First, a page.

WARNING: The following post discusses SPOILERS from Girls und Panzer, Episode 1: “Tankery, Here It Comes.” If you do not wish to be spoiled, please stop reading now. You have been warned.

Girls und Panzer is a lighthearted high-school anime drama set on an alternate Earth where tank operation is a highly respected feminine art form called tankery (戦車道, sensha-do, “way of the tank”). According to the video Introduction to Tankery, tankery helps girls and women become “intense and strong like [a tank’s] iron, adorable like the clattering of its track, and passionate and precise like its main cannon.” The series focuses on Miho Nishizumi, a high-school student who just moved to the town of Oarai and its all-girls high school. Here, she becomes fast friends with schoolmates Saori Takebe and Hana Isuzu, who approach the modest Miho on her first day and go out of their way to make her feel welcome.

It turns out Miho moved to Oarai’s all-girls high school because it doesn’t have a tankery program. Although descended from a long line of tankery practitioners, she feels strongly averse to it due to a past disaster, fragments of which are shown in a flashback. Unfortunately for her, as soon as she arrives, she discovers the school does have a tankery program—an inactive one—that is promptly reactivated. The student council wastes no time pressuring Miho into choosing it for her mandatory elective—first with friendly overtures, then with a not-so-friendly threat of expulsion when Miho declines and chooses another elective. Miho is one of the few students with tankery experience, and, according to the council’s unnamed vice president, the school’s welfare hinges on the success of its tankery program.

Despite wanting to take tankery, both Saori and Hana switch to Miho’s elective, then defend her vigorously when the council confronts her. Touched by their solidarity but distressed by the trouble they’re taking on for her sake, Miho forces herself to give in and enroll in tankery.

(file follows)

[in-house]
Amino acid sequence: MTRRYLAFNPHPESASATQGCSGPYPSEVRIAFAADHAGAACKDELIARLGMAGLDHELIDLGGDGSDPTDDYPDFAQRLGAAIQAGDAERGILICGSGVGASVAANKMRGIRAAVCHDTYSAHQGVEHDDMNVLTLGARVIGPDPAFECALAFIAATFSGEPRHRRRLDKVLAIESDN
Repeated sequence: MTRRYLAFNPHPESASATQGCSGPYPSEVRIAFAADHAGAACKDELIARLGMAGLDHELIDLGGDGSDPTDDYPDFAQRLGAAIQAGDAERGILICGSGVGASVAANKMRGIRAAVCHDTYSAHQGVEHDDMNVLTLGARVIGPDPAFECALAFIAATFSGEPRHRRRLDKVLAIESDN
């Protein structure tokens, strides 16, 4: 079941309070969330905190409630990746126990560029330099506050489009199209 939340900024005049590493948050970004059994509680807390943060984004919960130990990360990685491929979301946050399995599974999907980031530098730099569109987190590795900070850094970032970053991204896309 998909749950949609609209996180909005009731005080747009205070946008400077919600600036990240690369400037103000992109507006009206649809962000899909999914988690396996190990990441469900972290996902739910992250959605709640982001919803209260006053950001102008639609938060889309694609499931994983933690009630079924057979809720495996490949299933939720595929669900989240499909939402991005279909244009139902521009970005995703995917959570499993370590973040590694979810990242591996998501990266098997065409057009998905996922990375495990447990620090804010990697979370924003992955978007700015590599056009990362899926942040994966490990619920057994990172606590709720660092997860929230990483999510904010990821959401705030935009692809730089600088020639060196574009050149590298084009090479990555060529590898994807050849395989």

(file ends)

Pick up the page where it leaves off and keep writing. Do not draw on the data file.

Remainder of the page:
I really like Saori and Hana, especially Hana. Both are very kind to Miho despite having only known her for a day or two—this says a lot about their characters. Saori seems like your typical outgoing, bubbly schoolgirl, while Hana is calm, mature, and sophisticated, acting as the big sister of the trio. While Miho and Saori fill out their electives forms with pencils, Hana gracefully completes hers with a calligraphy brush—excessive, but very refined!

And yet, part of me can’t help but feel their meeting and befriending Miho looked a little too convenient, too coincidental. They just happened to pick the shy, unassuming newcomer who just happened to be the descendant of a family of tankery practitioners to befriend? The way they ingratiate themselves to Miho so quickly and readily just screams “hidden agenda.” No two or three people grow that close in just two days—it takes time and effort to cultivate such closeness.

Although I believe their wonderful-looking displays of friendship are genuine, I can’t help but reserve some doubt, as contradictory as that sounds. Writers love tricking their audience with seemingly nice characters. Who’s to say the council didn’t recruit Saori and Hana to befriend Miho, then stage a little drama together to manipulate her into taking up tankery despite her misgivings?